TORONTO– At Tuesday’s Marlies practice, goalie coach Francois Allaire worked with prospects Ben Scrivens and Jussi Rynnas for over an hour on the fundamentals of butterfly goaltending. Later in the morning, he was at Leafs practice teaching the same techniques to James Reimer and Jonas Gustavsson.
It’s what Allaire does; he teaches the butterfly movement he mastered.
“Butterfly is a movement not a style,” said Allaire. “It’s a movement we use about seven out of ten plays. It’s not the only movement we use but it’s the principal.”
And how does it work?
“It’s being square with the shooter. You need to be a really good skater to be at the right place at the right time. In pro hockey now there’s so much traffic around the goalie so there is a lot of low shots, possible deflections and screens. We try to use our biggest piece of the equipment; which is our pads. They allow you to really seal the whole bottom of the net and after that we have the upper body for more coverage.”
And while all members of the Leafs goalie chart speak highly of Allaire’s approach and what it’s done to enhance their careers, Allaire himself believes if it wasn’t for his time with four time Stanley Cup winner Patrick Roy, the butterfly may never have became the successful method it is today.
“I was lucky to work with the same guy for 12 years,” said Allaire when reflecting back at his time with Roy. “I was with Patrick from his first day as a pro to his trade to Colorado. It allowed me to have different ideas and try them. Instead of changing goalies every year, with Patrick I got the chance to work with the same guy for a long period of time.”
Leading into the 1980’s goalies were known to have more of a stand up style of play. So when Allaire first started experimenting with new ways to stop a puck, it was a young Roy who he tested his methods on.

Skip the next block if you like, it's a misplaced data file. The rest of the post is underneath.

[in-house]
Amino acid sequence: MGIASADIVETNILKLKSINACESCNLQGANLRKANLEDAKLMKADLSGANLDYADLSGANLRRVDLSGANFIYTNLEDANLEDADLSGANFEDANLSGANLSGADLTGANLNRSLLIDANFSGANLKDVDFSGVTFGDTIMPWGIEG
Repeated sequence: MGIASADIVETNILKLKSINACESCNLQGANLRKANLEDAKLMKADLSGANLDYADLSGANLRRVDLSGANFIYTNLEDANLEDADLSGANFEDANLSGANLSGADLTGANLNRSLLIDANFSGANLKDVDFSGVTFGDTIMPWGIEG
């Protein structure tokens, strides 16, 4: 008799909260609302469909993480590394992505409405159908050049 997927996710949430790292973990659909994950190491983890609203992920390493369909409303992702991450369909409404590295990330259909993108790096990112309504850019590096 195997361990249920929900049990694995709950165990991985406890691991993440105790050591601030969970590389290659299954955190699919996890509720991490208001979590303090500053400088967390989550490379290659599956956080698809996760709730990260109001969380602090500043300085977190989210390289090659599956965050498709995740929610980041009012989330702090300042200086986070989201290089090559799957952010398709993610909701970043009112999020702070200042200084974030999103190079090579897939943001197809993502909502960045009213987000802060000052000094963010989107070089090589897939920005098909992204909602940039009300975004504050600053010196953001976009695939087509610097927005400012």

“We gave each other an understanding of the game and a style,” said Allaire. “We tried a lot of things and at that time we were trying different movements and ideas. He was an open minded guy who was ready to try anything he could to get better. He was a great athlete to work with because every time you came to him with a new drill or new way to stop the puck he was open to do it because he wanted to get better.”
With that being said, the butterfly was no overnight success. Together, Allaire and Roy implemented and practiced new ways to improve goaltending right up through the nineties however sometimes the ideas weren’t solid enough to ever be seen in a game.
“A lot of times my ideas were rejected. And that was okay, because it forced me to find something else. Patrick is a really intelligent athlete so it helped both of us to get better in our field.”
Since Roy’s retirement in 2003, Allaire has guided the likes of J.S. Giguere to a Stanley Cup, taught goalie schools all around the world and is part of the reason all NHL teams now supply their own goalie coach.
Allaire and his “movements” are also the reason Scrivens, Rynnas and Gustavsson even signed to play in Toronto.
But even with his resume padded with achievements, it’s Roy he says that deserves the credit for changing how goalies play the game of hockey; not himself.
“Patrick is a guy that has been a huge influence in the game. When you watch hockey now every goalie have a little piece of Patrick in their system and their game.
“It’s amazing when you see what Patrick was doing in the eighties; everyone’s doing it now in 2011.”